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Well, this is not something that I want to do but I ask this question to know more about Shell configuration in Unix/Linux systems. So, the situation that I want an answer to is the following -:

As we have different shells made available to us by a Unix/Linux system is it possible for us to configure a different shell for every user authorized to access the system. So, let's say that Tom, Dick and Harry are 3 users authorized to use the system "Unix" and I want "Tom" to use the shell zsh , Dick to use tcsh and Harry to use the bash shell. How can I do this and is this even possible?

migrated from stackoverflow.com Jun 21 '14 at 23:27

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  • Type man chsh and you should have your answer :) – IMSoP Jun 21 '14 at 23:09
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First of all, valid shells are listed in /etc/shells. Any user can change their default shell by using chsh as long as it's in the /etc/shells file.

Second, if you want to add a shell to /etc/shells you can, if you remove an entry from there, especially /bin/sh you are probably going to screw up the system, because /bin/login will NOT normally launch off a shell that's not listed there.

More info is available in chsh(1), login.defs(5), and passwd(5) man pages.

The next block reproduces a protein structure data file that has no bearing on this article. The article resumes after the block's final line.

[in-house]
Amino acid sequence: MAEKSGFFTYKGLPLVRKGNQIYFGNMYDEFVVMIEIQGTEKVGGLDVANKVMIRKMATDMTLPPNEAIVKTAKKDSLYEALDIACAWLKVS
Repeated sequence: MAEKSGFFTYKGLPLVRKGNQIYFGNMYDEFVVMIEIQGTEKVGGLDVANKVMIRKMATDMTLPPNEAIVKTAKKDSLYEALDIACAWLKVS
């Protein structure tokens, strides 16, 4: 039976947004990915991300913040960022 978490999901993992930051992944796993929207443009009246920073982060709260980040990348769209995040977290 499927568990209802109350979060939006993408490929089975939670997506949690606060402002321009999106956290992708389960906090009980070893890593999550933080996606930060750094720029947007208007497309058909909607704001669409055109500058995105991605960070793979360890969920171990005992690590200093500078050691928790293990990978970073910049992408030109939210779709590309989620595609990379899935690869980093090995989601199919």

This ability has been around for a long time (I believe BSD 4.x)

1

Yes, different users can have different shells setup. You can change them with, for example, the chsh command. To change the current user's shell to bash (assuming it's in /bin/bash):

chsh -s /bin/bash [username]

You can also modify your /etc/passwd file manually and change the part which specifies the shell for that user. For example:

root:*:0:0:System Administrator:/var/root:/bin/sh

The last part in each line of your /etc/passwd, which will look something like the line above, after the last :, specifies the shell for that user.

  • You really shouldn't modify /etc/passwd by hand though – taylorcressy Jun 21 '14 at 23:12
  • But lets say that I am a system administrator and I want to restrict the user to use a specific shell, can I do that and how? – AnkitSablok Jun 21 '14 at 23:13
  • Sure, if you don't know what you're doing! – Martin Dinov Jun 21 '14 at 23:13
  • can you like point me to an example or illustrate the example I took, how do I do that? – AnkitSablok Jun 21 '14 at 23:14
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    @AnkitSablok Your question doesn't mention restricting user's shells, only configuring them. Restricting a user from running a command (i.e. not letting them type bash at a tcsh prompt) is a very different question. – IMSoP Jun 21 '14 at 23:15
1

You can use chsh!

chsh -s /bin/sh user_name

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